The Grammarphobia Blog

When the simple past is perfect

Q: I don’t see why the past perfect, not the present perfect, is used in the following sentence: “The Putinversteher, who until recently had dominated the German media and are still heavily present in the German-language book market, have contributed to this development.”

A: We wouldn’t use either the present perfect (“have dominated”) or the past perfect (“had dominated”). We’d use the simple past tense (“dominated”):

“The Putinversteher, who until recently dominated the German media and are still heavily present in the German-language book market, have contributed to this development.”

The present perfect (e.g., “have dominated”) generally refers to an action that began in the past and continues into the present, or to one that occurred at some indefinite time in the past. The past perfect (“had dominated”) is used to differentiate a past action from one that happened at a more recent time in the past.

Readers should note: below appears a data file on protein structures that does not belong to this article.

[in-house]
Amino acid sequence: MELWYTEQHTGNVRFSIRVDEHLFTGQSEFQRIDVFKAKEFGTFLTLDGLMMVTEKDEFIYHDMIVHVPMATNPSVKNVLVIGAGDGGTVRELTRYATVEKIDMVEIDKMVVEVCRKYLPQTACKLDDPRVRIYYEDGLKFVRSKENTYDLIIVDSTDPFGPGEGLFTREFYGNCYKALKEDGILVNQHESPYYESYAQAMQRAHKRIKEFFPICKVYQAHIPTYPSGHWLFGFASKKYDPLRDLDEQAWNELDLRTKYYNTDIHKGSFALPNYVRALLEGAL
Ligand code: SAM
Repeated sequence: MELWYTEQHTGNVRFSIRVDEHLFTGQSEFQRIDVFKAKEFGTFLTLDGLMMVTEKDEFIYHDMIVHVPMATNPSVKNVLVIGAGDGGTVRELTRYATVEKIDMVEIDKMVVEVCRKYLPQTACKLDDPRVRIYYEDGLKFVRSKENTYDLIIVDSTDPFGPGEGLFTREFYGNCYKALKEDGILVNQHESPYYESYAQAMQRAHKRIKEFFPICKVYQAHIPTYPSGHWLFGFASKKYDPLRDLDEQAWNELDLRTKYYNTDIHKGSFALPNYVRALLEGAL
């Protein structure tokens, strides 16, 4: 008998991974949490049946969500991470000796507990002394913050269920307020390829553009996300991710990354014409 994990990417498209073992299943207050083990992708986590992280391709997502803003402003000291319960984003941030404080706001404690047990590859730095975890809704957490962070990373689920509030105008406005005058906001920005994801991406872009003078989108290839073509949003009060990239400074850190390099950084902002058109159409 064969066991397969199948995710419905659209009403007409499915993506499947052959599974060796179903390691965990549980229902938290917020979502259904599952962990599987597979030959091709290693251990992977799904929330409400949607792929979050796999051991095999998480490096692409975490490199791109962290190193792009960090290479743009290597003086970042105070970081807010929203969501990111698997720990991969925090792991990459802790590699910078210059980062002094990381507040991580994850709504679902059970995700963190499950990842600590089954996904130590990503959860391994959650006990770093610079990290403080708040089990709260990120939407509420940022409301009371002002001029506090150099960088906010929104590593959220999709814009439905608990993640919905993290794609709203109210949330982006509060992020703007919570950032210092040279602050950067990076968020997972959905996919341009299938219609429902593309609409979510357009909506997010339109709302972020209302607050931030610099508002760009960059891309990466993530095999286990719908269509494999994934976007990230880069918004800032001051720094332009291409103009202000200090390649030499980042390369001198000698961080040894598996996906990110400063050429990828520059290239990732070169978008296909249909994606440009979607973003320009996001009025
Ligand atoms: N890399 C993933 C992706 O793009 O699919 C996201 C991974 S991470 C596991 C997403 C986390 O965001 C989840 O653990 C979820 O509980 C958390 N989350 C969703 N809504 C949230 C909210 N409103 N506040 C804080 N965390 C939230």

Neither perfect tense applies in this case.

The key passage here refers to one specific past action, which the author describes as the recent domination of the German media by the Putinversteher (German for “those who understand Putin”). The use of “until recently” shows that the action ended before the current time, so the simple past tense is appropriate.

The passage, as you undoubtedly know, is from a Jan. 21, 2016, article in the Harvard International Review by the German political scientist Andreas Umland. The article, translated from German, criticizes the German defenders of the Russian leader Vladimir Putin.

The article could have used the present perfect if the domination continued into the present (“… who have dominated the German media and are heavily present in the German-language book market …”) or if the domination was for an indefinite time in the past (“… who have sometimes dominated the German media and are heavily present in the German-language book market …”).

The past perfect could have been used if one past action preceded another (“… who had dominated the German media and were still heavily present in the German-language book market …”).

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